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German archaeologists refute allegations of looting Nok culture in Nigeria

In my last post, I queried recent claims of German archaeologists looting Nigerian archaeological sites. One of those archaeologists, Prof. Peter Breunig, was kind enough to send me their letter to the Society of Africanist Archaeologists (SAfA), which confirmed my suspicions.

So, I have uploaded the German archaeologists’ refutations of Nigerian archaeologists’ accusations of looting (DOC), and I have summarised the facts of the matter here.

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German archaeologists looting Nigerian archaeological sites, or rescuing them?

Recently, there have been reports that German archaeologists loot Nigerian artefacts; and that German corporations help.(1) They repeat five claims: first, that German archaeologists run the looting in Nigeria; second, that German corporations fund the looting; third, that corrupt state officials participate in the plunder of the country; fourth, that half of the artefacts in Nigerian museums are fakes; and fifth, that the Nigerian cultural heritage profession is unable to protect the country’s cultural resources.

Here, I will summarise all five claims, but I want to concentrate on the first, most explosive one, that German archaeologists bribe local communities for access to archaeological sites, then loot them. (Hat tip, @looted_heritage and its crowdmap; and @arttheft.)  It appears to be partly a misunderstanding, partly a misrepresentation.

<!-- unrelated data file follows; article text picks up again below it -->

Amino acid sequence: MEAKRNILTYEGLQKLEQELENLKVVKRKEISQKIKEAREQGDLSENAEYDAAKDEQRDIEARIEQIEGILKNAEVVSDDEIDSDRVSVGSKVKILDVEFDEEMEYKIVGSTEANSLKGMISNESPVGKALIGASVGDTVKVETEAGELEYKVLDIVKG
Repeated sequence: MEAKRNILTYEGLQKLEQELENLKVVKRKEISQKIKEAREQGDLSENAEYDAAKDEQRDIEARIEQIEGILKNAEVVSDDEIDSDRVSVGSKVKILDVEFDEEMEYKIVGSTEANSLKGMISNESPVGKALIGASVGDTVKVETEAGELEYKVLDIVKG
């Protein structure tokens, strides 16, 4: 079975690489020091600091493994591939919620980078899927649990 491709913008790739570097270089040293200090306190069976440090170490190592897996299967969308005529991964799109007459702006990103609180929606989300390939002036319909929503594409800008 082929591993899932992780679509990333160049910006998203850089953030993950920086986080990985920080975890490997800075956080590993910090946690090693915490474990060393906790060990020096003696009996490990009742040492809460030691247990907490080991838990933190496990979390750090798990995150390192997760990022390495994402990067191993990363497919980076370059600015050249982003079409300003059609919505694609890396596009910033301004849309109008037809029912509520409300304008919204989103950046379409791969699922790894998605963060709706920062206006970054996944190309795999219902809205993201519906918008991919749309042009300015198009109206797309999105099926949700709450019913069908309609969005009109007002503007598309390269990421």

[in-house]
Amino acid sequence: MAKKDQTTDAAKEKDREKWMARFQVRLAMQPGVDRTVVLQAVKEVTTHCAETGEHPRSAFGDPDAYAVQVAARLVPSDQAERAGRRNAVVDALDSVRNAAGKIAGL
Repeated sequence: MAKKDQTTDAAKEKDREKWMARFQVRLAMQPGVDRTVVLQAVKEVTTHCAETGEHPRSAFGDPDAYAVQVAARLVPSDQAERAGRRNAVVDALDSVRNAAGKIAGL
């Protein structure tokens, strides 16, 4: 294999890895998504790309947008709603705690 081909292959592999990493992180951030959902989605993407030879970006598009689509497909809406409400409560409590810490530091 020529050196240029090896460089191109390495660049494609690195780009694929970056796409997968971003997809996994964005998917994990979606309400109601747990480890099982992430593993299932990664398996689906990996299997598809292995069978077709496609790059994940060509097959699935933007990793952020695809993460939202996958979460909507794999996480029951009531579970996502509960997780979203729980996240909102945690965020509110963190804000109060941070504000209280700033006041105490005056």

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sex trafficking and sex slavery at cultural heritage sites in Cyprus: Karavostasi/Gemikonağı

The other day, I read Skin Trade Exposed, Harry van Versendaal’s (@denk_ik) interview with Bulgarian photographer, film-maker, lecturer and investigative journalist Mimi Chakarova. It’s a great interview, covering how Chakarova does and presents her research, and why; and how she relates with the women involved (she objects to the term ‘subject’).  (Elsewhere, she’s given a talk on going undercover; and there’s a website for the project, the Price of Sex.)

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assessing the ACCI assessment of destruction in Greece on 12th February

Immediately after the 12th February protests and riots, I collected evidence of as many specific incidents of property damage/destruction as possible. Here, I want to query the standard account of the attacks on property.  I think it has three problems: it under-counts the number of banks attacked; it excludes the political buildings attacked; and it cannot take account of the places not damaged, not targeted violently, or not targeted at all.

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I’ve corrected Rachel Donadio and New York Times but they’ve not corrected article on arson on 12th February, Greece

The New York Times‘ eyewitness reporter Rachel Donadio inaccurately described,

Feb. 12, a wild night when marauding bands of arsonists with Molotov cocktails targeted shops and buildings, most of them historic….

As more than 6,000 policemen stood guard, these roving bands – several dozen criminals, by official estimates – infiltrated a vast, largely peaceful demonstration of more than 80,000 people and pushed the city into mayhem.